What is the impact of debt on mental health?

Laura Miller

by , Freelance financial journalist

15 June 2020 /  

15
June 2020

Lady sitting on sandy beach meditating in front of breaking waves

Money worries are one of the biggest sources of stress for most of us, particularly if we’re struggling with debt. Debt can trigger anxiety, depression, and cognitive impairment like forgetfulness and reduced problem-solving ability. For those who have a history of mental illness, debt poses an even greater risk.

In a survey by Money and Mental Health, 93% of respondents admitted to spending more cash when struggling with their mental health. The charity also found that over 50% of people in debt suffer from poor mental health, and are especially vulnerable to money-related stress. Here, we investigate the relationship between money worries and overall mental health, and highlight why it’s important to get on top of your finances to achieve peace of mind.

Understanding the different types of debt

While not getting into debt may seem like an obvious place to start, in reality, it can be difficult to avoid, particularly at key life stages. Debt is often thought of in a negative light, however if it’s a result of an investment in your future, perhaps it isn’t such a bad thing after all. Student loans and mortgages are forms of debt, yet even so these are commonplace and can be necessary to help you take the next step in life.

It’s when debts become unmanageable that they become a source of stress. For example, outstanding credit card bills and loans with high interest repayments, can quickly spiral out of control and become hard to manage. If you have any debts, it’s important to prioritise the most pressing and try to clear this first. Once that debt is cleared you can reprioritise and set about tackling the next most pressing.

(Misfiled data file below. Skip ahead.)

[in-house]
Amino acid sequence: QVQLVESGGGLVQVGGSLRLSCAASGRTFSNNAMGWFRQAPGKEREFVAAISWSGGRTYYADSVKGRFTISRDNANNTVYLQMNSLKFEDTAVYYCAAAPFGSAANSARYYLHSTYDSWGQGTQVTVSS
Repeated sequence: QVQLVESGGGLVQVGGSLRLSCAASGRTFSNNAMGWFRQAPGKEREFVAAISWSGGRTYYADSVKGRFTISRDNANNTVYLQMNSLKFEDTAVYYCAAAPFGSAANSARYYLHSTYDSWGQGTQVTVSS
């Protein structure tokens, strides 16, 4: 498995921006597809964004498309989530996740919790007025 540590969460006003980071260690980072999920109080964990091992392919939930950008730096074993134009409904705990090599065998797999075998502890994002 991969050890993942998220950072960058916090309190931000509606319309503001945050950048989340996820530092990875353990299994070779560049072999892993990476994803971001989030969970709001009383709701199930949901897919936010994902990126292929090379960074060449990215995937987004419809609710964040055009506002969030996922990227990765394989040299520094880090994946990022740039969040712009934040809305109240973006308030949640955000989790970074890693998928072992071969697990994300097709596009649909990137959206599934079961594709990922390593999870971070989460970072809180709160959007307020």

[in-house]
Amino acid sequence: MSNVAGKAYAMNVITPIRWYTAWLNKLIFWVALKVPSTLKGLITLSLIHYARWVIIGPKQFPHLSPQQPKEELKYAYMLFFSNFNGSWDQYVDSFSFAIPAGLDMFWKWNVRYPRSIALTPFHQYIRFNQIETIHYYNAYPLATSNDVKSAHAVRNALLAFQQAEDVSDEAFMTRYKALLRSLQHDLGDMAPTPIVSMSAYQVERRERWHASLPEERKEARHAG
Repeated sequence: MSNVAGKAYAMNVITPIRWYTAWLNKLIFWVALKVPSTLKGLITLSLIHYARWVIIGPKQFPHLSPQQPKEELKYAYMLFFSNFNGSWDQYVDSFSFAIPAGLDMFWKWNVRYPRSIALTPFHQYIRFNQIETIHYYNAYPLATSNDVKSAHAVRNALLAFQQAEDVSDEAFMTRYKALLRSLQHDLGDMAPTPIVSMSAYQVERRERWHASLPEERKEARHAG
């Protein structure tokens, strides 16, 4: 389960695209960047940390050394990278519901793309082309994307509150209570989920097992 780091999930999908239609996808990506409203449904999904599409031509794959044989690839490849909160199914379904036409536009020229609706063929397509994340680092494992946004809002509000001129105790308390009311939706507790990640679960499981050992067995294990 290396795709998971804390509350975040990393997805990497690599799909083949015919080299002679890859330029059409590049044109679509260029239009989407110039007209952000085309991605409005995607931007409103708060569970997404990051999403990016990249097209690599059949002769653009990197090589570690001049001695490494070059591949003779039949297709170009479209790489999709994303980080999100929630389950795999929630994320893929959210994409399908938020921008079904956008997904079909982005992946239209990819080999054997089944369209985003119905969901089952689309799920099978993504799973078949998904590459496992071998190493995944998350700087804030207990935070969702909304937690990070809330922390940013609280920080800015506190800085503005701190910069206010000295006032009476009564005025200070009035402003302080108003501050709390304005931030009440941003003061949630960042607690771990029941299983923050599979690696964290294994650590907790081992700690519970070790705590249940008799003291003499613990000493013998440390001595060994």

Free debt advice

Whilst having debt may seem overwhelming, it’s important not to deal with it alone and seek support and guidance on how to get things back on track. Websites such as The Money Advice Service, Citizens Advice and StepChange Debt Remedy offer free advice and support for anyone worried about their finances. PayPlan has a free online debt solution tool that you can use to give you a personalised debt solution.

Budget and save money

When it comes to getting your finances back on track, setting aside a few minutes each week to review your spending can provide a clear picture of where your money goes and where you could cut back to reduce debts and potentially start saving. Understanding your cash flow and creating a budget will help ensure you’ll always have money available for essentials and bills, plus a little extra. Staying on top of your finances can give you peace of mind that you’re planning for a more financially secure future, and will help you avoid any unnecessary debt.

Emergency fund

We all go through crises, emergencies, and unexpected setbacks, so it makes sense to prepare our finances as best we can. Experts suggest putting aside three months expenditure in case of any unforeseen circumstances, so it’s important to include contributions to an emergency fund in your budget. Saving for the unknown can help you get through any difficult situations that may arise such as emergency home or car repairs, or a loss of income, and will ensure you don’t have to take on unexpected debt.

Writing off debt due to mental health